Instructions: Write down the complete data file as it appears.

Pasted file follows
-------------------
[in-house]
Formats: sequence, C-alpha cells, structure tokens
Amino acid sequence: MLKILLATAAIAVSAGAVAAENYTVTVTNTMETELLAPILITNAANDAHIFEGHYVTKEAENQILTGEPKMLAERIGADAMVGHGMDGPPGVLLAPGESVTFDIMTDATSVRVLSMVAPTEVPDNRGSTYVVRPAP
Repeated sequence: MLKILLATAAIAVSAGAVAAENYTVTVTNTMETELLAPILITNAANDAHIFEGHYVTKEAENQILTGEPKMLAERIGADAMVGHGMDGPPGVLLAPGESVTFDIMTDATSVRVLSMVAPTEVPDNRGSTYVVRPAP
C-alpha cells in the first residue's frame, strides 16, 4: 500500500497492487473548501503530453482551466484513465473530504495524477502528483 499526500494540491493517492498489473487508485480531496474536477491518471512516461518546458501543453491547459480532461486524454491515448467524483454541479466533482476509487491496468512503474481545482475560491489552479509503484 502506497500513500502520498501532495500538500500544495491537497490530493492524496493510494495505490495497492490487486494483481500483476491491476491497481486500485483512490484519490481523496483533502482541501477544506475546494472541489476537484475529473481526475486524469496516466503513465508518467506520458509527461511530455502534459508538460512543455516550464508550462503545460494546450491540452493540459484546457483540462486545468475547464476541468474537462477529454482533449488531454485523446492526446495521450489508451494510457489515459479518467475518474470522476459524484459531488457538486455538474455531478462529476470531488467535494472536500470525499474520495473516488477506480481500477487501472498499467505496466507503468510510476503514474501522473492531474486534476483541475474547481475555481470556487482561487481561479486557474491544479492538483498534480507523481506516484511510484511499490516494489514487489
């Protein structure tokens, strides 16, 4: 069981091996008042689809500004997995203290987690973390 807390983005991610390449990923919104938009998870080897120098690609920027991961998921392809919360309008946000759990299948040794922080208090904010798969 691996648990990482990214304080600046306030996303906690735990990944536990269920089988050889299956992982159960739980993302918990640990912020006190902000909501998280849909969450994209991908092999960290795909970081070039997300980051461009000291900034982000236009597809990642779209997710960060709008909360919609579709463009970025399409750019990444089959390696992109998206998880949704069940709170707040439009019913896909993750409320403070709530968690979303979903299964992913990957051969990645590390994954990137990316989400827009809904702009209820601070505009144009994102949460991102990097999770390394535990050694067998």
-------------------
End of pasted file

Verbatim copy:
[in-house]
Formats: sequence, C-alpha cells, structure tokens
Amino acid sequence: MLKILLATAAIAVSAGAVAAENYTVTVTNTMETELLAPILITNAANDAHIFEGHYVTKEAENQILTGEPKMLAERIGADAMVGHGMDGPPGVLLAPGESVTFDIMTDATSVRVLSMVAPTEVPDNRGSTYVVRPAP
Repeated sequence: MLKILLATAAIAVSAGAVAAENYTVTVTNTMETELLAPILITNAANDAHIFEGHYVTKEAENQILTGEPKMLAERIGADAMVGHGMDGPPGVLLAPGESVTFDIMTDATSVRVLSMVAPTEVPDNRGSTYVVRPAP
C-alpha cells in the first residue's frame, strides 16, 4: 500500500497492487473548501503530453482551466484513465473530504495524477502528483 499526500494540491493517492498489473487508485480531496474536477491518471512516461518546458501543453491547459480532461486524454491515448467524483454541479466533482476509487491496468512503474481545482475560491489552479509503484 502506497500513500502520498501532495500538500500544495491537497490530493492524496493510494495505490495497492490487486494483481500483476491491476491497481486500485483512490484519490481523496483533502482541501477544506475546494472541489476537484475529473481526475486524469496516466503513465508518467506520458509527461511530455502534459508538460512543455516550464508550462503545460494546450491540452493540459484546457483540462486545468475547464476541468474537462477529454482533449488531454485523446492526446495521450489508451494510457489515459479518467475518474470522476459524484459531488457538486455538474455531478462529476470531488467535494472536500470525499474520495473516488477506480481500477487501472498499467505496466507503468510510476503514474501522473492531474486534476483541475474547481475555481470556487482561487481561479486557474491544479492538483498534480507523481506516484511510484511499490516494489514487489
């Protein structure tokens, strides 16, 4: 069981091996008042689809500004997995203290987690973390 807390983005991610390449990923919104938009998870080897120098690609920027991961998921392809919360309008946000759990299948040794922080208090904010798969 691996648990990482990214304080600046306030996303906690735990990944536990269920089988050889299956992982159960739980993302918990640990912020006190902000909501998280849909969450994209991908092999960290795909970081070039997300980051461009000291900034982000236009597809990642779209997710960060709008909360919609579709463009970025399409750019990444089959390696992109998206998880949704069940709170707040439009019913896909993750409320403070709530968690979303979903299964992913990957051969990645590390994954990137990316989400827009809904702009209820601070505009144009994102949460991102990097999770390394535990050694067998």